18 July 2023

How Do I Know It’s Time to Change My eBike’s Battery?


How Do I Know It’s Time to Change My eBike’s Battery

Are you an avid e-bike rider who noticed a significant dip in the performance of your trusty steed? If so, it may be time to check and determine if its battery needs changing.

With advances in technology over the last few years, electric bike batteries have become increasingly powerful and durable—but they can still break down or need replacing after extensive use.

In this blog post, we will explain how to identify signs of trouble with your eBike’s battery and provide tips on when it’s most efficient to make the change. So dust off those handlebars and get ready for more reliable rides!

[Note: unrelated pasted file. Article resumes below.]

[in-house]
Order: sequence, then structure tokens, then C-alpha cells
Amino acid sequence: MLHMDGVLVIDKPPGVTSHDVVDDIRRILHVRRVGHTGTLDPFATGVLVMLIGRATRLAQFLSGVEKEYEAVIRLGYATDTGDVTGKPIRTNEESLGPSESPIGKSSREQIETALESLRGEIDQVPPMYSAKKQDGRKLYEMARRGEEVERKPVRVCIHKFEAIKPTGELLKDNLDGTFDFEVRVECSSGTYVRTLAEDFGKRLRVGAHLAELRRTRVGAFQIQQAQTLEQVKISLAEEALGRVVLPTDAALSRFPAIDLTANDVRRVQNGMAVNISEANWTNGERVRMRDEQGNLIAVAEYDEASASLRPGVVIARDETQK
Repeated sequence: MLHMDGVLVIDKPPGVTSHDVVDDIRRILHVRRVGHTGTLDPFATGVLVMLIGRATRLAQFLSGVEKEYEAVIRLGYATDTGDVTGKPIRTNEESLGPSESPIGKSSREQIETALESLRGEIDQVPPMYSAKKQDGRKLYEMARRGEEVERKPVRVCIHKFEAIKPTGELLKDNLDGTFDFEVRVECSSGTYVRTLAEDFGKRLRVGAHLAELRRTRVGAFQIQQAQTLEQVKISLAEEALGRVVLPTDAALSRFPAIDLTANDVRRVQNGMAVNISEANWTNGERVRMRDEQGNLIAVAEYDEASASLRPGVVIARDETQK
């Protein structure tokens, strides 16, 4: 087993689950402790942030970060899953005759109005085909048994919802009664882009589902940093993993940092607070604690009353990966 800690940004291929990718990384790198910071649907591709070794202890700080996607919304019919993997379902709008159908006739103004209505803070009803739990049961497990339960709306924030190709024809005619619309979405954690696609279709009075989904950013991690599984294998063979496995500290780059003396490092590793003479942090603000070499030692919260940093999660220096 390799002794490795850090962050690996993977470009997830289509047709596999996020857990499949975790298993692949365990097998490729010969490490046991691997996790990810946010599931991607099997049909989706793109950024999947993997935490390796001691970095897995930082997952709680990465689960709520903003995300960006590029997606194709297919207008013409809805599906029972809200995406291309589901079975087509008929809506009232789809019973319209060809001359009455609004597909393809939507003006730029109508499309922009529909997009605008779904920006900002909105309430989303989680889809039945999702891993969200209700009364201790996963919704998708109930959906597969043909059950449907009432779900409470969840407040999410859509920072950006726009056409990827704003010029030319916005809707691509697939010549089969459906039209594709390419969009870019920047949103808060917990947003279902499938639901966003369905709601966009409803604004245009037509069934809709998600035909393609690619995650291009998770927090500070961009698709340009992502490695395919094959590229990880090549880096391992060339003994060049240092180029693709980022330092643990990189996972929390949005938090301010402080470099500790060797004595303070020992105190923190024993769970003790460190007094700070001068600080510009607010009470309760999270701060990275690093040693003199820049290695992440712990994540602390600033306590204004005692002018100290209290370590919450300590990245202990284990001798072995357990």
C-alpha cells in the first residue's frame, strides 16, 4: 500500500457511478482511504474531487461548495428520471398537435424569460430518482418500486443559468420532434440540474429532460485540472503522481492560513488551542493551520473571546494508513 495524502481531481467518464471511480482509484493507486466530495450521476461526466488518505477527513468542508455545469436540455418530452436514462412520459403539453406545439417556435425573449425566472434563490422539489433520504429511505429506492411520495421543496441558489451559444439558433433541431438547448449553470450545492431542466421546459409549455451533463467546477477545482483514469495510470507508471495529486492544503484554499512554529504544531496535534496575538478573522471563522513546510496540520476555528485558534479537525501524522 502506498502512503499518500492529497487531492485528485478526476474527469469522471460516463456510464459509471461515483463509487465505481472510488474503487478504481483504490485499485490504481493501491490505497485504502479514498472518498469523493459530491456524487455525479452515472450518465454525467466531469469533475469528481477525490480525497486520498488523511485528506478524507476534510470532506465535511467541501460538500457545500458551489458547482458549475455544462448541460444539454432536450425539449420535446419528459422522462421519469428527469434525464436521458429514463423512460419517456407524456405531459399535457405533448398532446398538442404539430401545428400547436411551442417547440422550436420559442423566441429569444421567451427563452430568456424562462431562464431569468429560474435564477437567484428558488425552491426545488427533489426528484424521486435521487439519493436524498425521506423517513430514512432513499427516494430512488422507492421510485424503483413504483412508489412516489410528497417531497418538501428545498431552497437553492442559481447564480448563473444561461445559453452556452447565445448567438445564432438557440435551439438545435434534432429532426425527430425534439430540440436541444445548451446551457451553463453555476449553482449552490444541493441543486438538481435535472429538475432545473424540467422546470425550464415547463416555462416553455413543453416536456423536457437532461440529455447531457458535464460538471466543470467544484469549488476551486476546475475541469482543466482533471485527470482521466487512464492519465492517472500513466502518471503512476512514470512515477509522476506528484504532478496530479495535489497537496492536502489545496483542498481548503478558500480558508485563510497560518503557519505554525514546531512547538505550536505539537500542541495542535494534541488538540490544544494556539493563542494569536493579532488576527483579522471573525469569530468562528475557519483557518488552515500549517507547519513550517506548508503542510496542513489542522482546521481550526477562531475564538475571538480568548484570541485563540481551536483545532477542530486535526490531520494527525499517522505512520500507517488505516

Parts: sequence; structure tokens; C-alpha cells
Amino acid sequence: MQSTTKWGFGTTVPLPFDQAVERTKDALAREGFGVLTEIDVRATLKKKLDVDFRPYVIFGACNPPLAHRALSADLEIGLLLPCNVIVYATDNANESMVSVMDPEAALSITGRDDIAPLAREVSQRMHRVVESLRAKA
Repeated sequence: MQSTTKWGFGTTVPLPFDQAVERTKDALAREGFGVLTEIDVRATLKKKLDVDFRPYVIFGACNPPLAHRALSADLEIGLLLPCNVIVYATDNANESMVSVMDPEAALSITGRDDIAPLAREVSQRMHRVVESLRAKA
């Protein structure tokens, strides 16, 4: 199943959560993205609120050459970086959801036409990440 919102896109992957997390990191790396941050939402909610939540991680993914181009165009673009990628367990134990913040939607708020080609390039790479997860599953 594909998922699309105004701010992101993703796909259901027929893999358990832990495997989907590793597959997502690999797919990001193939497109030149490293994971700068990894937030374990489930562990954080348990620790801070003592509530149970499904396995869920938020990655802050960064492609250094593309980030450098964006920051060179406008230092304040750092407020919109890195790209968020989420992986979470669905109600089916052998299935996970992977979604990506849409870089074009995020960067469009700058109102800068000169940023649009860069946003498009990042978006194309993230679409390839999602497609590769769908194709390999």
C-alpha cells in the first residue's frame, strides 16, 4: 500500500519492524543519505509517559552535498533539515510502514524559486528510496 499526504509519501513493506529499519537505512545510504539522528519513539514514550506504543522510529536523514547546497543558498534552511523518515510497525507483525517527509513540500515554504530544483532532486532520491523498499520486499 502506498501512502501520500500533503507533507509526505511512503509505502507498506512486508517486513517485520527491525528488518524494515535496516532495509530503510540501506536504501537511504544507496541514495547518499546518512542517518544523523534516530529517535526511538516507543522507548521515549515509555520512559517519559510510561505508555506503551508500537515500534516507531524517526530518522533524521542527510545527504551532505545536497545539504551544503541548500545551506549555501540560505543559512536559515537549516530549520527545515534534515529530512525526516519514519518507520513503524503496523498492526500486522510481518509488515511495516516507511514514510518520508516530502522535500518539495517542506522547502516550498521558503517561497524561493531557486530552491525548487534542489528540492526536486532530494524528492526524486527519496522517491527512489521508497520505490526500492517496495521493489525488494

Check your bike’s range 

If you’re starting to see a decrease in the distance you can travel on your e-bike, it may be time for a new battery

An electric bike, just like any other electronic device, its performance depends on the condition of its battery. If you’re starting to see a decrease in the distance you can travel on your e-bike, even though you charge it fully, it may be time for a new battery.

Don't wait for your battery to give out mid-ride, leaving you stranded without any assistance. Check your bike's range regularly, and if you notice that your battery starts to cut out at 20-30%, it's a clear sign that you need to replace it. 

Monitor the speed of your bike